The Dirt On Durbin
By Matt Pillar, editor in chief
Since I last wrote about the Durbin Amendment in the month Dodd-Frank went into effect, the sky almost fell. Just as opponents of the measure predicted, banks collectively lashed back in spite, attempting to levy card usage fees on consumers to make up the anticipated $9 billion+ shortfall they’d suffer at the loss of discretionary transaction fees run rampant.
Then, in a display of populist might, consumers rallied a backlash of their own. Banks retreated, and so far, the end of days for free checking that so many predicted as a result of the Durbin measure hasn’t come to fruition. Crisis averted. But is another crisis brewing?
Early reports on the impact of the Durbin Amendment from the merchant field are mixed. On May 1, the Federal Reserve Board released the findings of a study that indicates the Durbin Amendment has accomplished its goal of cutting the average debit card interchange fee paid by acquirers to card issuers almost in half, from 43 cents to 23 cents.
The Fed report is supported by independent research from payments powerhouse Litle & Co. In a survey of its card-not-present merchants, Litle found that the interchange rate charged on Visa and MasterCard debit cards has been cut by around 50% since the law went into effect. Including credit card transactions in the calculation brought the overall interchange fee decrease down to 19%. You can read more about this study in this new blog post from Trevor Bass, who runs the BI and data science efforts for Litle.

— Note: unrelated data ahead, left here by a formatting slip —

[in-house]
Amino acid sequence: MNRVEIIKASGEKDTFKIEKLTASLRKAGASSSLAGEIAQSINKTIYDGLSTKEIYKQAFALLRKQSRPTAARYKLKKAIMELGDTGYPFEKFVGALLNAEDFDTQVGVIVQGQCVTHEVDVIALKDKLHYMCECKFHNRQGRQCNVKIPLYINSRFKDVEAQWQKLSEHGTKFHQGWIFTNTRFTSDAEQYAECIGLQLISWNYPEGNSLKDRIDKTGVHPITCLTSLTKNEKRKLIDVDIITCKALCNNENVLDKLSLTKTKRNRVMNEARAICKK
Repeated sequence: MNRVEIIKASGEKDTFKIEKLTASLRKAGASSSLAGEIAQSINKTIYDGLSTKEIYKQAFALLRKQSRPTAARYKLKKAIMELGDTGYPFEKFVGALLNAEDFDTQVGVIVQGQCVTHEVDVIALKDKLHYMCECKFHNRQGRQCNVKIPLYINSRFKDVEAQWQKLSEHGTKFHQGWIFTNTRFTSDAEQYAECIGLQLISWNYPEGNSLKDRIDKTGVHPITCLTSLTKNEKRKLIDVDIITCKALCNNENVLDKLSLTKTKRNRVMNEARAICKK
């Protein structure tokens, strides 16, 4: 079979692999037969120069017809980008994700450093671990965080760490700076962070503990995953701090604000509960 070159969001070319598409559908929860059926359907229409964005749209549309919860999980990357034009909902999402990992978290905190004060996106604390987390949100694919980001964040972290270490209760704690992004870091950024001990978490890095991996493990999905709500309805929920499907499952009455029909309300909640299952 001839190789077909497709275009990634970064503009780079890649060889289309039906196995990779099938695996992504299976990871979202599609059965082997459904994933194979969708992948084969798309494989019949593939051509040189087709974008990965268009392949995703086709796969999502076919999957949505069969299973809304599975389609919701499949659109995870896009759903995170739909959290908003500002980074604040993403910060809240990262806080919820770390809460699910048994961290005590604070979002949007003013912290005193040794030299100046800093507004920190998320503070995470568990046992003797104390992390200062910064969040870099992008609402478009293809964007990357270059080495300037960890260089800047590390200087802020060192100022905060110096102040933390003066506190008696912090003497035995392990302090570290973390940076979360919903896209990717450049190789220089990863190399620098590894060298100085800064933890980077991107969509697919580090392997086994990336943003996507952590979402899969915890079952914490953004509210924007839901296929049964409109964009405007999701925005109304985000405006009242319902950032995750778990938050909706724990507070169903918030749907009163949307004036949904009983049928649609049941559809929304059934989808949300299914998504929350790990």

Now for the bad news. Small ticket item merchants (think movie rentals and coffee shops) have actually seen an increase in interchange fees as a result of the Amendment. This is because the interchange fee levied on a single transaction is calculated using a percent of the ticket price and a flat, per transaction fee. While the Durbin Amendment restricts banks to a lower interchange percent rate (0.05%) than what they could charge previously, the $0.22 to $0.23 flat fee per transaction is actually more than what was previously allowed. Given the rapidly increasing use of debit and credit cards for even small purchases, many merchants of small ticket items are not at all happy. In a brief supporting a recent lawsuit presented to the Fed on behalf of a coalition of merchant groups, Durbin himself acknowledged the bill’s shortcomings, saying the present regulation “does not reflect Congress’s intent in enacting a law whose purpose was to make sure that debit-card ‘swipe fees’ are reasonable and proportional to the cost of processing debit transactions.”
My opinion on interchange fee relief hasn’t changed. Retailers that choose to accept electronic payments should indeed have to pay the bank for the service that enables them, because that service is offered at a cost to the bank. Retailers in turn benefit from a potentially larger customer base, less cash handling risk and expense, protection from bad payment, and more. However, I also believe that interchange fees require some form of regulation to protect retailers of all sizes and stripes from gouging and greed. What do you believe? Should the banks have been left alone? Is the overall reduction in interchange fees good progress? Or did the Durbin amendment do nothing more than pass a buck made by the big banks to a buck saved by the big retailers?